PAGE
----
Friday, 21 January 2011
That part was to be expected.
That she would be instantly forgotten by the British government for services rendered, was not. Her last word was 'Liberté!' before the guards brought her down.
Her name was Noor Inayat Khan. Her gentle features are evident in the image of her playing the harp. She studied at the Sorbonne and published her first book, The Jataka Tales, in 1939. As the long shadow of Hitler gathered a storm of war, Noor could not bear to stand by and watch, helpless. Despite being part of the mystical Sufi tradition, and personally aquainted with Mahatma Gandhi, non-violence was no longer a viable option. In London, Churchill's secret army were recruiting people skilled in languages, and Noor, fluent in French, elegant and sophisticated, underwent the rigorous training of learning to kill with precision and expecting to be killed by betrayal. She was known to the Germans as Nora Baker, her Parisian code name was Madeleine, and until the end, she revealed nothing. Her body bore it all, and her voice held still until that final word escaped her lips. The only word that mattered.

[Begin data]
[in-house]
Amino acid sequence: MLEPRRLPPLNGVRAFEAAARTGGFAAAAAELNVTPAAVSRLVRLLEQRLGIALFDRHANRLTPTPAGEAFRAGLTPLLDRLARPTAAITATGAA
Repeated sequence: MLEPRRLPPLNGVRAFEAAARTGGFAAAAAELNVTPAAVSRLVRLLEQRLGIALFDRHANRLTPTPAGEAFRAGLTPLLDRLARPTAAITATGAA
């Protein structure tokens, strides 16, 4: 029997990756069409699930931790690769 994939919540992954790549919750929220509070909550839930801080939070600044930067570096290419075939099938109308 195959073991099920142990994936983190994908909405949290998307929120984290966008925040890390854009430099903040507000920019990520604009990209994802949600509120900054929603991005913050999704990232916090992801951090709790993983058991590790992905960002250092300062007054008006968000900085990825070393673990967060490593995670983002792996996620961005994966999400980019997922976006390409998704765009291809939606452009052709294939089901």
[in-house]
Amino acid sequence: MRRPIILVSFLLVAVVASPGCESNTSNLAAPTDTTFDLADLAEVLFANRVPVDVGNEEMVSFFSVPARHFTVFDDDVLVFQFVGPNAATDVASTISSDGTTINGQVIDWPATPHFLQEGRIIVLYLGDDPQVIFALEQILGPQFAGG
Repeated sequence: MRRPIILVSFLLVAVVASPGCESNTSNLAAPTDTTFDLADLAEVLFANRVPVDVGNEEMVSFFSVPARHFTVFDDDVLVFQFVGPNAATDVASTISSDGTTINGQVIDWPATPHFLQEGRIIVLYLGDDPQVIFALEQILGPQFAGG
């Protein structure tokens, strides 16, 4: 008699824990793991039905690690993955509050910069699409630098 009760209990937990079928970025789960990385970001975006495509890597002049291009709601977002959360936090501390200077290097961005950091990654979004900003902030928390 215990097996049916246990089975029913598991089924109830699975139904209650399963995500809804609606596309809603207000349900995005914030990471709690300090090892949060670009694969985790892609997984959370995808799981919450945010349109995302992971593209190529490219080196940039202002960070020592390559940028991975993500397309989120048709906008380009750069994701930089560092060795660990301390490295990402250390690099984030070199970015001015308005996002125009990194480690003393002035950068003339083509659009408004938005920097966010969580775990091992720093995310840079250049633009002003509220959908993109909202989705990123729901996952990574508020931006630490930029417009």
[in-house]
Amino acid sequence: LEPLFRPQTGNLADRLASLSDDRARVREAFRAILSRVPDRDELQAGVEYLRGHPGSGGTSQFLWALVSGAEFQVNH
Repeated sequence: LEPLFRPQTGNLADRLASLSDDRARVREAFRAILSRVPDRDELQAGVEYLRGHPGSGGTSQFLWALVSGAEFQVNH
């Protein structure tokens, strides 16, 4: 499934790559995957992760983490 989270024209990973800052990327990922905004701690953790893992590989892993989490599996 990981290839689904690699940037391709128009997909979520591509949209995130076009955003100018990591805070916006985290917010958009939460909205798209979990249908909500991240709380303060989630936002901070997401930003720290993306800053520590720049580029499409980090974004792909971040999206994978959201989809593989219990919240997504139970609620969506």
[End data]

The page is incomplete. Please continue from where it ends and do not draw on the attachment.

When the statue of Noor Inayat Khan is finally revealed in Gordon's Square, London, 2012, it will be the first statue to honour an Indian woman in Britain - and the first statue of a Muslim. Odette Hallowes and Violette Szabo have had Hollywood revere their lives, blue plaques have been flung up in their honour. Noor, who sacrificed her life for England, has become a footnote in history... because she was a Muslim woman? Or because she intended to return to India after the war to support Indian independence from the British Raj?!
If Noor could wait so long to be recognised, then perhaps my own impatience to be 'recognised' is a little short-sighted. But maybe Noor would prefer her fellow women to be impatient, to act now, to hold true. The consultant wrote me a letter, not exactly apologising for my distress, rather summarising an Action Plan for the future. Since it includes applying for future treatments, albeit at longer intervals, and recognising my need to be involved and included in decisions made regarding my treatment, I feel better. It is a start. A dialogue is always a start.
I think Princess Noor would have approved.